Article Text

AB1084 Contribution of clinical trials to the efficiency of arthritis rheumatoid management
  1. C Alcañiz Escandell,
  2. E Vicens Bernabeu,
  3. FM Ortiz-Sanjuan,
  4. JE Oller Rodriguez,
  5. C Nájera Herranz,
  6. I Cánovas Olmos,
  7. E Grau Garcia,
  8. CM Feced Olmos,
  9. E Sánchez Labrador,
  10. K Arévalo Ruales,
  11. R Negueroles Albuixech,
  12. J Ivorra Cortes,
  13. JJ Fragio Gil,
  14. I Martínez Cordellat,
  15. R Mazarío González,
  16. I Chalmeta Verdejo,
  17. L Gonzalez Puig,
  18. JA Román Ivorra
  1. Rheumatology Department, HUP la Fe, Valencia, Spain


Background Treatment and management of Rheumatoid Arthritis (RA) results in a high cost to the Health system such as the Spanish Health System. During the realization of clinical trials (CT) the sponsor is the one that pays for the direct healthcare costs of the patients, which leads to savings to the National Health System (NHS).

Objectives To estimate the economic impact of conducting clinical trials (CT) for the NHS in terms of avoided costs.

Methods A retrospective observational study was conducted using information from the clinical trials performed at the Clinical Research Rheumatology Department in the HUP la Fe from 2011 to 2015. Also a Cost-analysis was performed according Health System perspective. We calculated the length of stay in the CT in weeks for each patient included with RA diagnosis. Afterwards, we also calculated the total number of weeks of treatment for the total number of patients. In order to evaluate the economic impact in terms of avoided costs, economic evaluation included direct healthcare costs (rheumatologist visits, nurse care, laboratory tests and pharmacological treatment), and it was compared to the cost of the best alternative treatment in the market.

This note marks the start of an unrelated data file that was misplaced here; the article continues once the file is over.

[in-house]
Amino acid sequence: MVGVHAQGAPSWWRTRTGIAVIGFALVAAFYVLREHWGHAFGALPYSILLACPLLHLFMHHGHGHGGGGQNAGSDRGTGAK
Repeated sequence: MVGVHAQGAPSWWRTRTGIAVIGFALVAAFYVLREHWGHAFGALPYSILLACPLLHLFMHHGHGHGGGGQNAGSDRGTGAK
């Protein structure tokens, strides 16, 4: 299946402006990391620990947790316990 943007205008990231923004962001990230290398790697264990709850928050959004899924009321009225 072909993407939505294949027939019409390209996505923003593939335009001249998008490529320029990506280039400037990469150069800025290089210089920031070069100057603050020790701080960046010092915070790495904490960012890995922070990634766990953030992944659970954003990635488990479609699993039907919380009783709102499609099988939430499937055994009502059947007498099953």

Results A total of 35 CT were analyzed in this period, 14 of them focused on RA. Two observational studies and one CT (premature closure by the sponsor) were discarded. Therefore, 11 were considered in this study and a total of 76 patients with RA were analysed which add together 2609 weeks of treatment. This is approximately equivalent to treating 50 RA patients with biological therapy during one year. Evaluating the health savings that biological treatment would have cost during the 2609 weeks, we obtain a total amount of 699.176,88 €. This represents an annual saving of 139.835€ over the 5 years analyzed.

Conclusions Our Clinical Research Unit managed to save a total amount of 13.935,30 € per patient in CT per year. Clinical Research Units should be considered as an efficient tool to the NHS.

Disclosure of Interest None declared

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